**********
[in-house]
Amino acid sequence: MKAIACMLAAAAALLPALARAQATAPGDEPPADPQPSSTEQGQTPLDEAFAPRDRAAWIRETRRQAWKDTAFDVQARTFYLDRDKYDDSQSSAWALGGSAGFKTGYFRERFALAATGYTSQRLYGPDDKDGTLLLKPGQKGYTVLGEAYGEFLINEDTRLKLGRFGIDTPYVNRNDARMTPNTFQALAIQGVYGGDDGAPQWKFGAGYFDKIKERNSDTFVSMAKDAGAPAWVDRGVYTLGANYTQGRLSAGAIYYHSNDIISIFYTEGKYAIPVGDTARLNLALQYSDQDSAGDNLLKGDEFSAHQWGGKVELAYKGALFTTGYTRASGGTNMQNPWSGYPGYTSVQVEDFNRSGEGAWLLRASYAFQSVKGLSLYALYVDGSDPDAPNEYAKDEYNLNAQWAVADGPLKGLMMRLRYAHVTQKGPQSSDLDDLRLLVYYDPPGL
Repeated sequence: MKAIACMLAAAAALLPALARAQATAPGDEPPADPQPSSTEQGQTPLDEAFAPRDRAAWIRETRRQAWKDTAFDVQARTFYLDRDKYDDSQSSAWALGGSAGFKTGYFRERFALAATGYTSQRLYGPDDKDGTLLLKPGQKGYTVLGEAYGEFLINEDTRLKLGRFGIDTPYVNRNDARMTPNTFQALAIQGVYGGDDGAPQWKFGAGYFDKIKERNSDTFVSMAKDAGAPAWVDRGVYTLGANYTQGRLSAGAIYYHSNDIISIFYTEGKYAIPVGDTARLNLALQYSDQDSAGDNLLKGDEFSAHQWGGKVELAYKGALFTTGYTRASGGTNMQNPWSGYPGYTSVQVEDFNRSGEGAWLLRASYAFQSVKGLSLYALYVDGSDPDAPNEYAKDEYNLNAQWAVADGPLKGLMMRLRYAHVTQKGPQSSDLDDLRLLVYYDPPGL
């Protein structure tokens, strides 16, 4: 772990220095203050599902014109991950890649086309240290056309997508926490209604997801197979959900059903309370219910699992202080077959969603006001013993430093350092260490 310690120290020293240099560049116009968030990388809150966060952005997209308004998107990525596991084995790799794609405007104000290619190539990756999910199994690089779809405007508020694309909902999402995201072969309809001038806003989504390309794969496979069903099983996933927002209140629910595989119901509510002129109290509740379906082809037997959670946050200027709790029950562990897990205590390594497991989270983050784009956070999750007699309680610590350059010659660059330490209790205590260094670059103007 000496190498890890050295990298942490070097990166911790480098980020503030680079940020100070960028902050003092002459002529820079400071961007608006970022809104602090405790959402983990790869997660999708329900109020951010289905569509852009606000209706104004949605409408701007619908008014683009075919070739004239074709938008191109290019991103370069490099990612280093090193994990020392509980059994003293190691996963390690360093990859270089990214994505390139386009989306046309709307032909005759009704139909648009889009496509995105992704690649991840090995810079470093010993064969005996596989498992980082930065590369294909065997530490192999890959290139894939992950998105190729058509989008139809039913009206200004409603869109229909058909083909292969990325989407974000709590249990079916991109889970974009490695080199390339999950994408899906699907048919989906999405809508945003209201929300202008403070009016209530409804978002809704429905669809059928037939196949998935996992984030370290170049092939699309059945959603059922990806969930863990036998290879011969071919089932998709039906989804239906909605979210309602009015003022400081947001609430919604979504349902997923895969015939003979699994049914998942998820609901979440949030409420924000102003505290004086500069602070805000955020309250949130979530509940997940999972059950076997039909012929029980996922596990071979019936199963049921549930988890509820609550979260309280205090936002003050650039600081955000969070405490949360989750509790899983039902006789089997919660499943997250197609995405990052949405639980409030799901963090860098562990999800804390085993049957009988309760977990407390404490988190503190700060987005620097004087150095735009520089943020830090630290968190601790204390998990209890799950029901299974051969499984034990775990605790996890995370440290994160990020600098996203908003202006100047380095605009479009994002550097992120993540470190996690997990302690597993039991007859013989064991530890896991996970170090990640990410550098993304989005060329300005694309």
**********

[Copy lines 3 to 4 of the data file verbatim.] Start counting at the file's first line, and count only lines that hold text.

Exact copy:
Repeated sequence: MKAIACMLAAAAALLPALARAQATAPGDEPPADPQPSSTEQGQTPLDEAFAPRDRAAWIRETRRQAWKDTAFDVQARTFYLDRDKYDDSQSSAWALGGSAGFKTGYFRERFALAATGYTSQRLYGPDDKDGTLLLKPGQKGYTVLGEAYGEFLINEDTRLKLGRFGIDTPYVNRNDARMTPNTFQALAIQGVYGGDDGAPQWKFGAGYFDKIKERNSDTFVSMAKDAGAPAWVDRGVYTLGANYTQGRLSAGAIYYHSNDIISIFYTEGKYAIPVGDTARLNLALQYSDQDSAGDNLLKGDEFSAHQWGGKVELAYKGALFTTGYTRASGGTNMQNPWSGYPGYTSVQVEDFNRSGEGAWLLRASYAFQSVKGLSLYALYVDGSDPDAPNEYAKDEYNLNAQWAVADGPLKGLMMRLRYAHVTQKGPQSSDLDDLRLLVYYDPPGL
């Protein structure tokens, strides 16, 4: 772990220095203050599902014109991950890649086309240290056309997508926490209604997801197979959900059903309370219910699992202080077959969603006001013993430093350092260490 310690120290020293240099560049116009968030990388809150966060952005997209308004998107990525596991084995790799794609405007104000290619190539990756999910199994690089779809405007508020694309909902999402995201072969309809001038806003989504390309794969496979069903099983996933927002209140629910595989119901509510002129109290509740379906082809037997959670946050200027709790029950562990897990205590390594497991989270983050784009956070999750007699309680610590350059010659660059330490209790205590260094670059103007 000496190498890890050295990298942490070097990166911790480098980020503030680079940020100070960028902050003092002459002529820079400071961007608006970022809104602090405790959402983990790869997660999708329900109020951010289905569509852009606000209706104004949605409408701007619908008014683009075919070739004239074709938008191109290019991103370069490099990612280093090193994990020392509980059994003293190691996963390690360093990859270089990214994505390139386009989306046309709307032909005759009704139909648009889009496509995105992704690649991840090995810079470093010993064969005996596989498992980082930065590369294909065997530490192999890959290139894939992950998105190729058509989008139809039913009206200004409603869109229909058909083909292969990325989407974000709590249990079916991109889970974009490695080199390339999950994408899906699907048919989906999405809508945003209201929300202008403070009016209530409804978002809704429905669809059928037939196949998935996992984030370290170049092939699309059945959603059922990806969930863990036998290879011969071919089932998709039906989804239906909605979210309602009015003022400081947001609430919604979504349902997923895969015939003979699994049914998942998820609901979440949030409420924000102003505290004086500069602070805000955020309250949130979530509940997940999972059950076997039909012929029980996922596990071979019936199963049921549930988890509820609550979260309280205090936002003050650039600081955000969070405490949360989750509790899983039902006789089997919660499943997250197609995405990052949405639980409030799901963090860098562990999800804390085993049957009988309760977990407390404490988190503190700060987005620097004087150095735009520089943020830090630290968190601790204390998990209890799950029901299974051969499984034990775990605790996890995370440290994160990020600098996203908003202006100047380095605009479009994002550097992120993540470190996690997990302690597993039991007859013989064991530890896991996970170090990640990410550098993304989005060329300005694309």